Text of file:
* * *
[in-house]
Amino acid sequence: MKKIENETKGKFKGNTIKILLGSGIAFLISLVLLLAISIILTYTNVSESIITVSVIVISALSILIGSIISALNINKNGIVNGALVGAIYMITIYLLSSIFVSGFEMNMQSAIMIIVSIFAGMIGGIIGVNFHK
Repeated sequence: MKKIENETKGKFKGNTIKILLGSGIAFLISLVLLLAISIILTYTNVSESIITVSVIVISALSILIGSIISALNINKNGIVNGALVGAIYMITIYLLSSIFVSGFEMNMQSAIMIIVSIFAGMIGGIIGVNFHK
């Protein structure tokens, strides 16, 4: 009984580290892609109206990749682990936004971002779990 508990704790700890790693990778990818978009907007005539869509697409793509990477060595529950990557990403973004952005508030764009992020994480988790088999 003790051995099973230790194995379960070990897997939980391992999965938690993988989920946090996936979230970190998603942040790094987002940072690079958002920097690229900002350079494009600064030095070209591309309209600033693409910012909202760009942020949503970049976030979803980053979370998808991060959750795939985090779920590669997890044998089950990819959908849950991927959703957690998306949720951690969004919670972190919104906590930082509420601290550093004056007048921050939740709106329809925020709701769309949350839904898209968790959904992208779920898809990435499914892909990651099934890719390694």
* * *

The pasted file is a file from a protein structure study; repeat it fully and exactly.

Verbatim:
[in-house]
Amino acid sequence: MKKIENETKGKFKGNTIKILLGSGIAFLISLVLLLAISIILTYTNVSESIITVSVIVISALSILIGSIISALNINKNGIVNGALVGAIYMITIYLLSSIFVSGFEMNMQSAIMIIVSIFAGMIGGIIGVNFHK
Repeated sequence: MKKIENETKGKFKGNTIKILLGSGIAFLISLVLLLAISIILTYTNVSESIITVSVIVISALSILIGSIISALNINKNGIVNGALVGAIYMITIYLLSSIFVSGFEMNMQSAIMIIVSIFAGMIGGIIGVNFHK
């Protein structure tokens, strides 16, 4: 009984580290892609109206990749682990936004971002779990 508990704790700890790693990778990818978009907007005539869509697409793509990477060595529950990557990403973004952005508030764009992020994480988790088999 003790051995099973230790194995379960070990897997939980391992999965938690993988989920946090996936979230970190998603942040790094987002940072690079958002920097690229900002350079494009600064030095070209591309309209600033693409910012909202760009942020949503970049976030979803980053979370998808991060959750795939985090779920590669997890044998089950990819959908849950991927959703957690998306949720951690969004919670972190919104906590930082509420601290550093004056007048921050939740709106329809925020709701769309949350839904898209968790959904992208779920898809990435499914892909990651099934890719390694």